Stenos Signals #2 – Why the Pandemic is about to get disinflationary
The current inflation is mainly a result of lagged consequences of the pandemic trends, but as these trends are about to reverse, we may experience the disinflationary part of the pandemic soon.
I am one week into my career as “substacker” and I already have to admit that I have been wrong in my market narrative so far. It is hopefully better to fail early than late, why I will continue writing despite my early blunders. Last week, I told you not to bet against gravity as I found that inflation and growth would be pulled down sharply by base effects (and other things) during 2022. My view remains the same, but what I probably should have added was something about the tradeable timing of that view.
Luckily the last week has delivered some interesting news that I can use to elaborate on that exact timing. I was actually planning on writing about why the ECB will face an immense uphill battle getting to hike just once or twice despite the current market pricing, but the US Bureau of Labour Statistics (BLS) decided to overshadow that narrative yesterday.
First of all, we have namely received an important inflation update over the past week, and this is admittedly one for the nerds. I know most you won’t care, but this technical revision matters as it carries an essential medium-term significance for inflation levels on both sides of the pond. The US CPI weights have been updated based on consumer expenditure data from 2019-2020, which means that the statistical bureau has looked at the actual spending over the past years and updated the “consumer basket” on the back of it.
So, what happened in practice, when the BLS updated the weights of the CPI index yesterday?
The simple and most practical example I can give you of the updated consumer basket is the following:
The weight of "food away from home" in the consumer basket is materially down (a service)
The weight of "food at home" in the consumer basket is materially up (a good)
This is solely a result of the pandemic and the restrictions imposed consequently. Goods will increase in significance in the CPI index, while services will decrease in significance accordingly. A natural consequence of the lock-down policies pursued in most parts of the world during parts of 2020.
Goods prices are generally more flexible than service prices, why the pandemic surge in goods consumption (and the accordingly distressed supply chain) led to a massive spike in inflation when everyone and their mother requested a bunch of goods at the same time since services were (partly) locked down.
Chart 1. The Covid pandemic led to a bizarre increase in goods consumption –> inflationary! Will it reverse soon?
If restrictions are now more permanently being lifted (my base-case), we should expect goods consumption and maybe also prices to drop, which should now matter even MORE given that goods have been given a higher weight in the newly updated consumer basket.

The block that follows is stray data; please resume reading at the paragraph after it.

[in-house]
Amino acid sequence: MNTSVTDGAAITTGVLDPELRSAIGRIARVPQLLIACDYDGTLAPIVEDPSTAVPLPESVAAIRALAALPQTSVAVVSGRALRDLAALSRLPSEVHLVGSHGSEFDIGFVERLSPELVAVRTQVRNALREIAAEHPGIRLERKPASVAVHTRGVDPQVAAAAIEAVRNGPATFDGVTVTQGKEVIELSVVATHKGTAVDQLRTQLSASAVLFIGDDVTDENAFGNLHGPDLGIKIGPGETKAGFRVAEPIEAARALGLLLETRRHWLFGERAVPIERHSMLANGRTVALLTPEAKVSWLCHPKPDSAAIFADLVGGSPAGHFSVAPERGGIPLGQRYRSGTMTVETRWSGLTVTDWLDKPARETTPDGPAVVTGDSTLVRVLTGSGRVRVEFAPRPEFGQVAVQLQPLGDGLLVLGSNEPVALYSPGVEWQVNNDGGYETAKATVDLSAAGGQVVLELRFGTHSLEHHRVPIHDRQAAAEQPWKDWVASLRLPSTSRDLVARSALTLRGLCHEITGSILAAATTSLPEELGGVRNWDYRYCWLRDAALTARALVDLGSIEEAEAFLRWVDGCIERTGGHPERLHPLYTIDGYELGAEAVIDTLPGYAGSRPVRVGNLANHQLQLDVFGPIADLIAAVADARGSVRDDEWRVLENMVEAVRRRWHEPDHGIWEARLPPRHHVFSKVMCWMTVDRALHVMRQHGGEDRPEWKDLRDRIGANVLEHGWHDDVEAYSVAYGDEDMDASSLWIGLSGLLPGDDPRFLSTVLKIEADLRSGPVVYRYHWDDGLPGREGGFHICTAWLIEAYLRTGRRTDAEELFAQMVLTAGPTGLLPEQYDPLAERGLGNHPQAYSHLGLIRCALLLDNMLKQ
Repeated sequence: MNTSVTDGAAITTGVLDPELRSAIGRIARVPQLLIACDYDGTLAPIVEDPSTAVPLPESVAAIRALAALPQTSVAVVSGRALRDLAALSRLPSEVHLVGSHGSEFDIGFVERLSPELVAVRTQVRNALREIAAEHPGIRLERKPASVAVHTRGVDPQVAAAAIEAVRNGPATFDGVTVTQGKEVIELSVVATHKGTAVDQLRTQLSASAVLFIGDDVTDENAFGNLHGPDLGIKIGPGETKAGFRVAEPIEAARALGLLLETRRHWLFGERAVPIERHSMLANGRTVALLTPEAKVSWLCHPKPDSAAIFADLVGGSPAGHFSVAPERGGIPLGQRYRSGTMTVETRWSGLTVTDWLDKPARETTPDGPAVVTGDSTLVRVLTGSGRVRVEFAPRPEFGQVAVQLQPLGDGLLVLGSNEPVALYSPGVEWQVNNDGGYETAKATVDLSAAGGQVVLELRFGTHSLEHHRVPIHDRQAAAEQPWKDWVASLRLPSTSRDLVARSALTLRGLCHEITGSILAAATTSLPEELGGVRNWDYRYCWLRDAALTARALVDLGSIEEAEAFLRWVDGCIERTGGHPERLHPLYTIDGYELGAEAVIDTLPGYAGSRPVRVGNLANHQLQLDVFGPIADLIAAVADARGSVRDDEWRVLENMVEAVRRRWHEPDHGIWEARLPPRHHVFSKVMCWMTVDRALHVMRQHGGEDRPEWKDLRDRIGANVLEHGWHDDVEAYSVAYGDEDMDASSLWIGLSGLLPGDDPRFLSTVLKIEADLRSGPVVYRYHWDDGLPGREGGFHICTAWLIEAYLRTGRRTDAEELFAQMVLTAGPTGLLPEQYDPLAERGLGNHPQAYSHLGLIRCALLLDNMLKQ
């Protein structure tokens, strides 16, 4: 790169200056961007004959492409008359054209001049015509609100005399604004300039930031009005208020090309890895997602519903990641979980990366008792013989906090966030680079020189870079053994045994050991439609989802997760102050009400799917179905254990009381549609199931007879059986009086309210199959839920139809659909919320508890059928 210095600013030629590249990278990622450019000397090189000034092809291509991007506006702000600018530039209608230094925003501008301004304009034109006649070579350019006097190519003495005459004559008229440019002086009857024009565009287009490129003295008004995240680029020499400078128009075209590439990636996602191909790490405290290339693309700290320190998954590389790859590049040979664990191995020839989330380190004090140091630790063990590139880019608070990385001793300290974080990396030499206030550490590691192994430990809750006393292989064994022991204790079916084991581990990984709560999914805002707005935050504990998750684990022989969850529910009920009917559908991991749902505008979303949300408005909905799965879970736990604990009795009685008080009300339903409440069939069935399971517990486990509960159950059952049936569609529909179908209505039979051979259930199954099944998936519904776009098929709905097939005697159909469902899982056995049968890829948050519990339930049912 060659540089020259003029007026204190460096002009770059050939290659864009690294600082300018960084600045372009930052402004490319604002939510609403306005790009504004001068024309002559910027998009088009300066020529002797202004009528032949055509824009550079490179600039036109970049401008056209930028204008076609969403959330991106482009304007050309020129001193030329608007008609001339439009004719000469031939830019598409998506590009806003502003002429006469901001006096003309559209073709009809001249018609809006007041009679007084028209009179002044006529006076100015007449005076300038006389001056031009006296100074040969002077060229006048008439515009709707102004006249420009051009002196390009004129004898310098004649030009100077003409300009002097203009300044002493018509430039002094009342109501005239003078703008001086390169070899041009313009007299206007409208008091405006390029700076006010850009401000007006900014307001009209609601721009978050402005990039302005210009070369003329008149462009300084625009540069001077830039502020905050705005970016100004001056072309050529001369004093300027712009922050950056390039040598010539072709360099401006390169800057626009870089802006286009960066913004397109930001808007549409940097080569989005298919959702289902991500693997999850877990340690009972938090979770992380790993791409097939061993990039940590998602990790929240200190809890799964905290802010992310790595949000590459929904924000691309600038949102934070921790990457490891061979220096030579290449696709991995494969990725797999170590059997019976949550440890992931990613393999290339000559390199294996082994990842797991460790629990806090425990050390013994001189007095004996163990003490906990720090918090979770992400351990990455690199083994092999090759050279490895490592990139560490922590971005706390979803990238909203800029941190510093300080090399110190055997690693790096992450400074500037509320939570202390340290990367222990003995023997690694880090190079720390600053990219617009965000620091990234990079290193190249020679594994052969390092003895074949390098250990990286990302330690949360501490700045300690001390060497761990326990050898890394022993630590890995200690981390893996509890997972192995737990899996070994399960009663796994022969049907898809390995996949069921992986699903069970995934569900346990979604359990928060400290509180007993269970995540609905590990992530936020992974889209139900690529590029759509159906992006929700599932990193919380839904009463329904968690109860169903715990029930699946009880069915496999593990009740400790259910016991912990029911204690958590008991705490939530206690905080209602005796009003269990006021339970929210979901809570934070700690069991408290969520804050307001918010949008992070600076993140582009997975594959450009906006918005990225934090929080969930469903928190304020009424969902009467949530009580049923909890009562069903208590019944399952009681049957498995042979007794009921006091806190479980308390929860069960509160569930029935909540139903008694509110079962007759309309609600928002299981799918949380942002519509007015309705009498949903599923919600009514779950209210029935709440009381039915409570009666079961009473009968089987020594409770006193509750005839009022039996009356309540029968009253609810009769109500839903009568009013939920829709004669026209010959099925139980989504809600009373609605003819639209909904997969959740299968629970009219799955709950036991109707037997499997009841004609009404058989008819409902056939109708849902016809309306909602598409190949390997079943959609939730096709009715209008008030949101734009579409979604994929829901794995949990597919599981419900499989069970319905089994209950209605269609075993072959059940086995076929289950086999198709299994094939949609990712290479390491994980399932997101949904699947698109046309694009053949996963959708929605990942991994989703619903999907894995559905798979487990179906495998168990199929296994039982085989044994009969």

The changes made by the BLS hence provide a net/net negative impact on inflation down the line (likely during H2-2022 already), but not before another positive tilt to inflation is seen in the very short-term.
Used cars & trucks prices are going to re-accelerate short-term according to the solid Mainheim indicator and the category has been given a larger weight in the annual re-weighting due to extraordinary purchase volume of used cars due to delivery shortages on new cars. This is one reason to expect (core) inflation to surprise to the upside tomorrow (Thursday).
The bottom-line of the new technical update (it by the way happens every year, so please take off your tinfoil hat by now) is that inflation will likely go further up during Q1, but consequently head SHARPLY down in Q2-Q4, which is a trend that will be emphasized by these new weights in the CPI index.
Chart 2. Inflation will head further north in Q1 due to the new weights, but Q2-Q4 will see big disinflation
Ultimately, I stick to a more benign outlook for bonds and tech-stocks from Q2 an onwards and I don’t really fear the planned QT from the Fed in that regards either. We will not see a strong negative USD liquidity effect from QT initially as the gap between the total amount of printed USD reserves and the current amount of USD reserves available to the banking system will act as a buffer once the Fed starts bringing down the balance sheet size (QT). Why is that?
Currently, a lot of reserve USDs are parked at the reverse repo (almost 2000bn) due to a lack of alternatives (read, no yields on short-term instruments such as T-bills). QT will likely almost immediately start creating those alternatives again, why USD reserves currently parked at the reverse repo will flow into T-bills once QT commences effectively leaving USD liquidity unchanged as frozen reverse repo liquidity will be unleashed in to the system. This is going to help mitigate the adverse effects of the Fed trying to bring down the balance sheet size again, and this is in sharp contrast to the QT process of 2017-2018 when such a mitigating factor was not in place.
Chart 3. The difference between QT in 2022 and 2017 is the big amount of idle USDs parked at the reverse repo